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20 Oct 08

Serbia's Wild Side ' Mount Tara

Enjoy the stunning views, pine-scented air and chuckling rivers in this pristine national park - just don’t get eaten by one of the bears.

By Aleksandar Vasovic

Standing an average of 1,500 metres above sea level, the Tara National Park is one of only a few wild places in Serbia that remain untouched by mass tourism.

Legends say Tara received its name from the Slavic tribes who named it after the friendly god Tar who, enchanted with its beauty, chose to spend his divine life there.

The park is bordered by the Drina river to the north, the Derventa and Beli Rzav to the west, the ravines of Mokra Gora and Kemna to the south and the rivers Pilica and Solotuska Reka to the east. It covers an area of 19,175 hectares, including the mountains of Tara, Crni Vrh, Zvezda, Stolac and the Drina canyon, the world’s third-deepest.

The mountain range is not especially high – the highest peak at Kozji Rid is 1,591 metres above sea level. As a result, although it has plenty of snowfall, it is covered in forest and has never gained a reputation as a skiing centre, unlike Kopaonik.

Tara is a getaway of choice between May and the end of the Indian Summer in October. “Kopaonik or Zkatibor may be more famous but Tara is for connoisseurs,” says Zoran Dimitrijevic, a regular visitor from Belgrade.

The centre is the Kaludjerske Bare plateau, which is home to there of the park’s largest hotels and the bulk of the park’s services and facilities. The Tara Hotel, still owned by the military, the Omorika, the Beli Bor and the Javor offer decent food and accommodation and are open all year round. Other nearby hotels include the Mitrovac and a children’s camp of the same name.

Tara covers a large area, and most of it is not accessible by road. Entire areas are not visited by anybody, except an occasional ranger, from one year to the next. “When I want to escape, I come here, take a tent, inform the rangers where I will be and vanish for a few days,” says Strahinja, a backpacker from Belgrade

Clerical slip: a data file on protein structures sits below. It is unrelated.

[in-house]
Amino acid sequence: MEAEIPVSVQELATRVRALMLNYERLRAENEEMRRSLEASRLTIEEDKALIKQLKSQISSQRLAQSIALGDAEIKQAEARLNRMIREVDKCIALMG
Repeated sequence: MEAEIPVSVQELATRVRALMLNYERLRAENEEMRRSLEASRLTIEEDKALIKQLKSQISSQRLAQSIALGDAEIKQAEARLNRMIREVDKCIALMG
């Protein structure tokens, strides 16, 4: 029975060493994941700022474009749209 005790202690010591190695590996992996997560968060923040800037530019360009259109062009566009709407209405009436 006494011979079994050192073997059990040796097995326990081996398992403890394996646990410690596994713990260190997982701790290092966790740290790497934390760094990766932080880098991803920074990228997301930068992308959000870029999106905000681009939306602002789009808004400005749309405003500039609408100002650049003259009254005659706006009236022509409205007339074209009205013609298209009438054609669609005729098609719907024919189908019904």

The hills are clad in dense forest where visitors may spot Panciceva Omorika, a type of spruce unique to the Balkans. The forest is also abundant in wildlife and is among the few places in Serbia with large populations of bears, roe deer, wild boar, wolf and wild cat.

Facing bear overpopulation, after bears fled to the area from Bosnia during the 1992-1995 war, environmental organizations have relocated some to Mt Juzni Kucaj, in eastern Serbia.

“Bears mainly live in the canyons of the Raca and Derventa, but sometimes they wander around campsites looking for food, so campers should never leave food in the open,” Strahinja says.   

For birdwatchers, Tara is a paradise. “Take a stroll for a few kilometres with a pair of binoculars and just enjoy,” says Wayne a US ornithologist now living in Ukraine. He regularly sees golden eagles, harriers, peregrine falcons, grouse and woodcock.

“I came here in 2001 to visit a friend and now come back every spring – the bird watching here is so good that I don’t mind the 1,700 kilometre trip for a one-week stay,” he adds.

Tara offers some of the best hiking and trekking routes in Serbia. A few hours of relatively easy walking will bring visitors to impressive viewing points from the Banjska stena at Mitrovac, Biljeska Stena, some six kilometres from Predov Krst, Crnjeskovo Kaludjerske Bare, and Omar and Zboriste.

The waterfalls on the river Rzav in Peruca and some of the others on the Derventa are also worth seeing. All hiking paths are clearly marked, but “make sure you bring plenty of water and a sandwich or two,” says Nebojsa, a local ranger. “Make sure you tell someone which direction you are going and stay on the path. Tara is big and people may get lost,” he adds.  

Hunting is banned in most parts of the Tara but can be arranged in nearby areas operated by hunting clubs in nearby Bajina Basta and Uzice.
Fishermen can try fishing trout or grayling in the Rzav, Raca and Derventa and pike and catfish in the Perucac artificial lake.

Those keener on adrenaline-loaded sports can go rafting down the Drina canyon. Perhaps it is little slower than the now-famous rafting down the other river Tara in Montenegro, but the canyon itself offers stunning views.  

Trips on log rafts last from between two hours to a full day departing from the starting point in Perucac down to Bajina Basta, Rogacica or as far as Ljubovija.  Every July the tourist board stages the Drina River Grand Regatta along the 25 kilometre route from Perucac to Rogacica.

Tara is conveniently close to the resorts at Zlatibor, the ethno-villages of Sirogojno and Mećavnik, owned by the film director Emir Kusturica, and many picturesque villages and medieval monasteries.



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